• feat increments minor. To be used when adding backwards-compatible functionality to the API.
  • fix and perf increments patch. To be used when making backwards-compatible bugfixes to the API or backwards-compatible improvements to performance (resepectively). Do not use these types for something outside the project's API.

All other types are ignored by version bump workflows. These types are typically used outside the API folder, but may change API source code without actually affecting anything for the end user. Valid non-versioning types include:

  • build - Changes to build system or external dependencies
  • ci - Changes to CI configuration files and scripts
  • docs - Changes to documentation
  • refactor - Changes that restructure code
  • style - Changes due to formatting or linting (e.g. white-space, formatting, missing semi-colons)
  • test - Changes to tests


Begin subjects in lowercase and remove any trailing punctuation (e.g. period or exclamation mark).

Try to keep the subject within 72 characters or less. If you're unable to succinctly summarize what you've done, then perhaps too many changes are being committed at once. Aim for smaller commits which can be explained better.

Our subjects are written imperatively. The imperative is the same as if giving a command or instruction. It can be easily tested by substituting the subject for blank in the line "this commit will FILL IN THE BLANK". Examples: refactor, update, show, hide, add, remove, allow, prevent, open, close.


Code is generally self-explanatory. Not every commit requires a body. Some changes are so simple that no further explanation is necessary. Even complex code should have source code comments for explanations.

Focus on using the body to explain why you made the changes. Explain how it worked before the change, why it required changing, and why you resolved it the way you did.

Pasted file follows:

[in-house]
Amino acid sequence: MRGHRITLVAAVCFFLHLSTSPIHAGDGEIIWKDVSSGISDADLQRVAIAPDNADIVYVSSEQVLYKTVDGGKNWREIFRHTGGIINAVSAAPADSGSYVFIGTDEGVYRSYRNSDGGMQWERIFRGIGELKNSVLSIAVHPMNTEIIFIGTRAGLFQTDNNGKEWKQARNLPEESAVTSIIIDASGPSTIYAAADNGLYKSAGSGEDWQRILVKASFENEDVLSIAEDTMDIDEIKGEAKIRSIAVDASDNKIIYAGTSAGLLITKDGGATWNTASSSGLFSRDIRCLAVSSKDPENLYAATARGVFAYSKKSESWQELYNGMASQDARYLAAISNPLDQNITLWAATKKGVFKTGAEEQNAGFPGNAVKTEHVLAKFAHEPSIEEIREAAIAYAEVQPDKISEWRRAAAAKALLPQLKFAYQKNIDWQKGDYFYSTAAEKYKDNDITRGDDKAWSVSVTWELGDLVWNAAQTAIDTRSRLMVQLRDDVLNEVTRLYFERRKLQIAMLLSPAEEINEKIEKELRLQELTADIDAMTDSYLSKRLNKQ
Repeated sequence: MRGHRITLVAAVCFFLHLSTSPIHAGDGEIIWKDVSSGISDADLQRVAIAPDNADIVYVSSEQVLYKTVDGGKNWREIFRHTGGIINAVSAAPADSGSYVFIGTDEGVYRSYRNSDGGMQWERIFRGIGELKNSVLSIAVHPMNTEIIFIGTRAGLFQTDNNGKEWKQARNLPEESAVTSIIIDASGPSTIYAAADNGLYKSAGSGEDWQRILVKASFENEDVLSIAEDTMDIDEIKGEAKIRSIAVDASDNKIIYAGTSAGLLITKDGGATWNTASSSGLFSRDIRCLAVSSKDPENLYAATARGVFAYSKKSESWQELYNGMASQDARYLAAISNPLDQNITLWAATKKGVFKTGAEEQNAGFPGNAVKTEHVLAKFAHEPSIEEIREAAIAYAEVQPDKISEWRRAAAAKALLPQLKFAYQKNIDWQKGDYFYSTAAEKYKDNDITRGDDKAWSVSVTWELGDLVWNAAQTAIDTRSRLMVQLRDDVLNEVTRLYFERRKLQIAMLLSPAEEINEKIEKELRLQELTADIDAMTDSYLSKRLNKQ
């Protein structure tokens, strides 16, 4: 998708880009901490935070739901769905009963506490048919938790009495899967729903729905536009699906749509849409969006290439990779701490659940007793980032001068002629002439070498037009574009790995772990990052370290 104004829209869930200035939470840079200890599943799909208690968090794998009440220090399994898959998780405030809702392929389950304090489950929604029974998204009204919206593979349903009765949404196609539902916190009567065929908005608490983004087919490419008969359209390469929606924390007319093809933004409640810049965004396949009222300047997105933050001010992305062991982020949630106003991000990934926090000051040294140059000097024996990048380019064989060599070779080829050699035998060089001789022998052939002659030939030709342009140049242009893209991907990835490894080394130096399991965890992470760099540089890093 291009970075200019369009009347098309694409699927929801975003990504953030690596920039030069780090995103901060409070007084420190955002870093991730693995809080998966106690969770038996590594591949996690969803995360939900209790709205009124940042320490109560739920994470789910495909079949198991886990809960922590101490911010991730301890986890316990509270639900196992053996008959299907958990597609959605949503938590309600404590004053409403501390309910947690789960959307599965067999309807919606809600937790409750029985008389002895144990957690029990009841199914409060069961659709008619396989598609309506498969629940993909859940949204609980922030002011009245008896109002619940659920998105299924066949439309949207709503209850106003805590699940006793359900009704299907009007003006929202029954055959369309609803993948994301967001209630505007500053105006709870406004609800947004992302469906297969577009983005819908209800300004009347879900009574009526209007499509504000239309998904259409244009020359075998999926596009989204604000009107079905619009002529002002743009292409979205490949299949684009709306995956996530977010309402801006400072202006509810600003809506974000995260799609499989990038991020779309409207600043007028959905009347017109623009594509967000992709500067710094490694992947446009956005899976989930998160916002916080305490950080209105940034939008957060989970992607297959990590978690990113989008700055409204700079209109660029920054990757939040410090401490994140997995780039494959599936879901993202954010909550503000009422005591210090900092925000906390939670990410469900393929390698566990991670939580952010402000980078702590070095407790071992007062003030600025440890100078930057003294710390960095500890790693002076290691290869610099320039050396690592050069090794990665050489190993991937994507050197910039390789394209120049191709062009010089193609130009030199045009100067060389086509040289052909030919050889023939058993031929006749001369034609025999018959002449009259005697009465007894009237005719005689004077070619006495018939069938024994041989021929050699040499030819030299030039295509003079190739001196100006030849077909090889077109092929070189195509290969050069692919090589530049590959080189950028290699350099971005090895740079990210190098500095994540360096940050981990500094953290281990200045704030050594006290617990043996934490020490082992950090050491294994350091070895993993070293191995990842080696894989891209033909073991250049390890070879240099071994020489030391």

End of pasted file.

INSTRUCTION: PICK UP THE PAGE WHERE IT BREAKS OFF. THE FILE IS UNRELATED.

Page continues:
If the subject is the command, then the body is the purpose.


The footer should contain any information about Breaking Changes and is also the place to reference GitHub issues that this commit Closes.

If your commit relates to a GitHub issue, then use the footer to link it (e.g. "related #128"). If your commit would close a GitHub issue when merged, then use the footer to automate it (e.g. "close #128"). One commit should almost never reference multiple issues, but if need be the commands can be comma-separated (e.g. "close #128, close #64, related #32").

Breaking Changes should start with the word BREAKING CHANGE: with a space or two newlines. The rest of the commit message is then used for this.


When reverting single commits, modify the header of the commit being reverted by beginning it with revert: and use the body of the commit to reference the SHA hash of the commit being reverted.

Example commit with SHA abc123

docs: add contributing guidelines

Example of reverting commit with SHA abc123

revert: docs: add contributing guidelines

Reverting commit abc123.

Dev Environment

We recommend using VS Code. Some of our repos will have settings and recommended extensions for VS Code to automatically use.

Format & Lint